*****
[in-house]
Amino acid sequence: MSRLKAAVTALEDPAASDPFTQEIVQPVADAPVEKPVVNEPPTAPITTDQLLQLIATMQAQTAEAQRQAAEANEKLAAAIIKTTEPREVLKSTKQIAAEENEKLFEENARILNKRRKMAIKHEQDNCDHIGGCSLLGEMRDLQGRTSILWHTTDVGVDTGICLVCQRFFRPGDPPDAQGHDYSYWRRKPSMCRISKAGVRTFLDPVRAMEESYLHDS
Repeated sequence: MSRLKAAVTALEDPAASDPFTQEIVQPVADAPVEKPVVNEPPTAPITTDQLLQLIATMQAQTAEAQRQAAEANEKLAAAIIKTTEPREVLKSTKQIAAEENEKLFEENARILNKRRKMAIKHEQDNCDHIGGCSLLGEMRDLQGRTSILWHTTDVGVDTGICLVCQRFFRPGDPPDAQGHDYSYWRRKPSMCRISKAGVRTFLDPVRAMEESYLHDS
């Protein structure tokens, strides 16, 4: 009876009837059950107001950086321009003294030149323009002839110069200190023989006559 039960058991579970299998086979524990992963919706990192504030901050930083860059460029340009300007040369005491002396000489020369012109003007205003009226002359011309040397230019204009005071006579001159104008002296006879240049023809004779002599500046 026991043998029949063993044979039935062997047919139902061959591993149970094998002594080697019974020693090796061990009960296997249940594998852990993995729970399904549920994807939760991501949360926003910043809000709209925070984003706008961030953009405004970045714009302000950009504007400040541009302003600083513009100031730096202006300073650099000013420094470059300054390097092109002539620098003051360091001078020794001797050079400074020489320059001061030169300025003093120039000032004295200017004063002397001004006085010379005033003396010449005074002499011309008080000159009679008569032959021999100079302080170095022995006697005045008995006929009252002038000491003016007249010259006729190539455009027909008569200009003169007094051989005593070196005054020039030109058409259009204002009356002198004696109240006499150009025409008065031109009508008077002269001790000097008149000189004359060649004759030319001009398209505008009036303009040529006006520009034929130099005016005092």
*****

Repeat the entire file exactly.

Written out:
[in-house]
Amino acid sequence: MSRLKAAVTALEDPAASDPFTQEIVQPVADAPVEKPVVNEPPTAPITTDQLLQLIATMQAQTAEAQRQAAEANEKLAAAIIKTTEPREVLKSTKQIAAEENEKLFEENARILNKRRKMAIKHEQDNCDHIGGCSLLGEMRDLQGRTSILWHTTDVGVDTGICLVCQRFFRPGDPPDAQGHDYSYWRRKPSMCRISKAGVRTFLDPVRAMEESYLHDS
Repeated sequence: MSRLKAAVTALEDPAASDPFTQEIVQPVADAPVEKPVVNEPPTAPITTDQLLQLIATMQAQTAEAQRQAAEANEKLAAAIIKTTEPREVLKSTKQIAAEENEKLFEENARILNKRRKMAIKHEQDNCDHIGGCSLLGEMRDLQGRTSILWHTTDVGVDTGICLVCQRFFRPGDPPDAQGHDYSYWRRKPSMCRISKAGVRTFLDPVRAMEESYLHDS
């Protein structure tokens, strides 16, 4: 009876009837059950107001950086321009003294030149323009002839110069200190023989006559 039960058991579970299998086979524990992963919706990192504030901050930083860059460029340009300007040369005491002396000489020369012109003007205003009226002359011309040397230019204009005071006579001159104008002296006879240049023809004779002599500046 026991043998029949063993044979039935062997047919139902061959591993149970094998002594080697019974020693090796061990009960296997249940594998852990993995729970399904549920994807939760991501949360926003910043809000709209925070984003706008961030953009405004970045714009302000950009504007400040541009302003600083513009100031730096202006300073650099000013420094470059300054390097092109002539620098003051360091001078020794001797050079400074020489320059001061030169300025003093120039000032004295200017004063002397001004006085010379005033003396010449005074002499011309008080000159009679008569032959021999100079302080170095022995006697005045008995006929009252002038000491003016007249010259006729190539455009027909008569200009003169007094051989005593070196005054020039030109058409259009204002009356002198004696109240006499150009025409008065031109009508008077002269001790000097008149000189004359060649004759030319001009398209505008009036303009040529006006520009034929130099005016005092």